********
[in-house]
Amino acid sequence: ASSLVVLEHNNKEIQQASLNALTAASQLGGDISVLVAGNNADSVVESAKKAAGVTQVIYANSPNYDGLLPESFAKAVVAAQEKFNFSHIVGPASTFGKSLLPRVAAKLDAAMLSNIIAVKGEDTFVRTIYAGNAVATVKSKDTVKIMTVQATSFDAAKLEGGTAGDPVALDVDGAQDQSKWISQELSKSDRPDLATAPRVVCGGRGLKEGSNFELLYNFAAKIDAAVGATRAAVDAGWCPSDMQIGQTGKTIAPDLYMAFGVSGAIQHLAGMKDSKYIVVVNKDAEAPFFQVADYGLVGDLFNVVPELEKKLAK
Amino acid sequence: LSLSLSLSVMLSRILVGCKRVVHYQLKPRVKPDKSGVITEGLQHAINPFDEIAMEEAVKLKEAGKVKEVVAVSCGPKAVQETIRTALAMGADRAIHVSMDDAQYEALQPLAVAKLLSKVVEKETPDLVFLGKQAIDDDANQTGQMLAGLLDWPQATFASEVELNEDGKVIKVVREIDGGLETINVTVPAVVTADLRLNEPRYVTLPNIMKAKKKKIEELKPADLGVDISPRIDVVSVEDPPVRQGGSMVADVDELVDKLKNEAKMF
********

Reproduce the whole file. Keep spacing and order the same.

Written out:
[in-house]
Amino acid sequence: ASSLVVLEHNNKEIQQASLNALTAASQLGGDISVLVAGNNADSVVESAKKAAGVTQVIYANSPNYDGLLPESFAKAVVAAQEKFNFSHIVGPASTFGKSLLPRVAAKLDAAMLSNIIAVKGEDTFVRTIYAGNAVATVKSKDTVKIMTVQATSFDAAKLEGGTAGDPVALDVDGAQDQSKWISQELSKSDRPDLATAPRVVCGGRGLKEGSNFELLYNFAAKIDAAVGATRAAVDAGWCPSDMQIGQTGKTIAPDLYMAFGVSGAIQHLAGMKDSKYIVVVNKDAEAPFFQVADYGLVGDLFNVVPELEKKLAK
Amino acid sequence: LSLSLSLSVMLSRILVGCKRVVHYQLKPRVKPDKSGVITEGLQHAINPFDEIAMEEAVKLKEAGKVKEVVAVSCGPKAVQETIRTALAMGADRAIHVSMDDAQYEALQPLAVAKLLSKVVEKETPDLVFLGKQAIDDDANQTGQMLAGLLDWPQATFASEVELNEDGKVIKVVREIDGGLETINVTVPAVVTADLRLNEPRYVTLPNIMKAKKKKIEELKPADLGVDISPRIDVVSVEDPPVRQGGSMVADVDELVDKLKNEAKMF